American business shows little sign of needing the hefty tax cut that congressional Republicans are rushing to enact into law, according to several analysts. Big business already is posting record profits while paying less than half the share of Washington’s bills that it paid a half century ago.
So why cut the corporate tax rate to 20 percent from 35 percent, as the Republican plans have committed to do?
“It’s not a matter of trying to give the companies more money,” said Alan Viard, a former Federal Reserve economist.
The Senate Finance Committee version of the tax bill would hand corporations $682 billion over the next decade that they otherwise would have sent to the Internal Revenue Service, according to the Joint Committee on Taxation.
Supporters of the bill say it will unlock funds for more business investment, lower the price of capital, and help the U.S. maintain its global competitive advantage. More than eight years after the end of the Great Recession, business investment — although increasing over the past year — remains anemic. Cutting the corporate tax rate will make the United States a more attractive place to invest, which will help create jobs and boost wages, Republicans say.
Yet, there are disputes over whether the lower rate will actually trigger the advertised investment surge. Edward Kleinbard, a University of Southern California tax law expert, says a provision allowing businesses to immediately deduct the full cost of equipment purchases would have a far greater impact than the rate cut. “Allowing expensing on new investments is more targeted,” he said.
Investment actually fell in the first years following the last corporate rate cut in 1986, according to Commerce Department statistics. Many chief executives already have said that they plan to return tax cut proceeds to shareholders rather than build new factories or hire more workers.
Bank of America Merrill Lynch surveyed 302 companies in July and found that 65 percent said they would use the tax cut to pay down debt while 35 percent planned new capital spending.
Even some proponents sound lukewarm. “I don’t think there’s a top tax expert in the country who thinks this is really good tax reform,” said economist Laurence Kotlikoff of Boston University, whose research showing a potential $3,500 annual jump in wages for the average working household has been cited by the White House in support of the planned cuts.
The White House claims the tax cut would lead to a $4,000 a year pay hike for the average household. However, that estimate has been widely criticized.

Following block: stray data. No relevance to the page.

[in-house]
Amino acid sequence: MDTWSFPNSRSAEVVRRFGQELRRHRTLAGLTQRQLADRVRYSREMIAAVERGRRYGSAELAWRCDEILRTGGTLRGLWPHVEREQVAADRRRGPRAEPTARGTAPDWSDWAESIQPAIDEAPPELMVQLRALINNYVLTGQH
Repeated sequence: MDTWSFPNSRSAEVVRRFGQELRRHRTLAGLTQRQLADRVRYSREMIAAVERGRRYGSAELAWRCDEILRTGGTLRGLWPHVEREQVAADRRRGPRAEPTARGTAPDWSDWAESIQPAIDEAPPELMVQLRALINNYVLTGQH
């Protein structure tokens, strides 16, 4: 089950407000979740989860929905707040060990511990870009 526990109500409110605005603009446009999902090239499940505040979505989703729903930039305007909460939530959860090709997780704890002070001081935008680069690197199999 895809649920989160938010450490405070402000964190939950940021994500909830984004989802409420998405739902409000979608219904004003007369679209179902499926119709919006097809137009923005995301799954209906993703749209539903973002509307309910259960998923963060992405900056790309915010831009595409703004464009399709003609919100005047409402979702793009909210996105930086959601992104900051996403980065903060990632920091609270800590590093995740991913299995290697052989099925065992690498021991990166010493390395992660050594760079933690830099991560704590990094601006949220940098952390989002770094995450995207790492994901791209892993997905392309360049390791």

The White House Council of Economic Advisers says that “the primary mechanism” by which a corporate tax cut would boost output is by reducing the cost of capital.
Yet capital already is both cheap and plentiful. Corporations are sitting on a $2.3 trillion mountain of cash, and those with a triple A credit rating can borrow for 20 years at just 3.5 percent interest, more than 2 percentage points less than the long-run average, according to Moody’s.
Most companies “are not cash-constrained,” said Martin Sullivan, chief economist for the nonprofit Tax Analysts.
Companies such as JPMorgan Chase, Twitter and Eaton Corp. all touted best-ever financial results this year and corporate profits are now twice as large as they were when Ronald Reagan left office, relative to the size of the economy.
“Profits are really, really high,” said Steven Rosenthal, a tax law expert at the Tax Policy Center.
Republicans say that the United States needs to cut its corporate tax rate to keep pace with a global trend that has dropped average rates by roughly 40 percent since 1980. Taking into account the size of countries’ economies, the average statutory corporate tax rate is about 29 percent. A total of 75 countries have rates of 15 percent or less, although most are small economies, according to the Tax Foundation.
The U.S. rate was last changed during the bipartisan tax overhaul of 1986, to 35 percent from 46 percent.
Over several decades, Washington has tapped corporations for a shrinking share of the federal government’s bills. In 1967, as President Lyndon Johnson expanded the Great Society at home and waged war in Vietnam, corporate tax payments accounted for nearly one-quarter of government revenue. In 2016, by contrast, the corporate contribution to the federal government was less than 10 percent, according to the Congressional Budget Office.
Still, the U.S. tax burden is blamed for 60 companies since 1983 shifting their tax residence to other countries in a process known as “inversion,” CBO said in a September report.
Vice President Pence said last month that cutting corporate taxes would help U.S. companies battle foreign rivals. “American companies will be more competitive on the world stage,” he wrote in a tweet.
But investors seem unconvinced that taxes are hobbling U.S. corporations. Eight of the world’s 10 largest companies measured by market capitalization — including Apple, Google parent Alphabet and Microsoft — hail from the United States.
U.S. dominance isn’t limited to high tech. Eight of the world’s 10 largest retail companies and six of the largest banks call the United States home, despite Republican concerns about an onerous tax code.
Indeed, the share of total U.S. taxes paid by corporate levies is equal to the Organization for Economic Co-operation and Development’s 35-nation average. As a group, American corporations also pay significantly less than some of their major competitors.
Japanese corporations bear twice as heavy a total tax burden, including all levels of government, while German corporations pay the same share as U.S. companies, according to the OECD.
A successful Republican push to cut the U.S. corporate rate also could trigger further reductions by other nations, economists say. “If it does, it will dilute the competitive advantage we’re getting from doing this,” says Viard, of the American Enterprise Institute.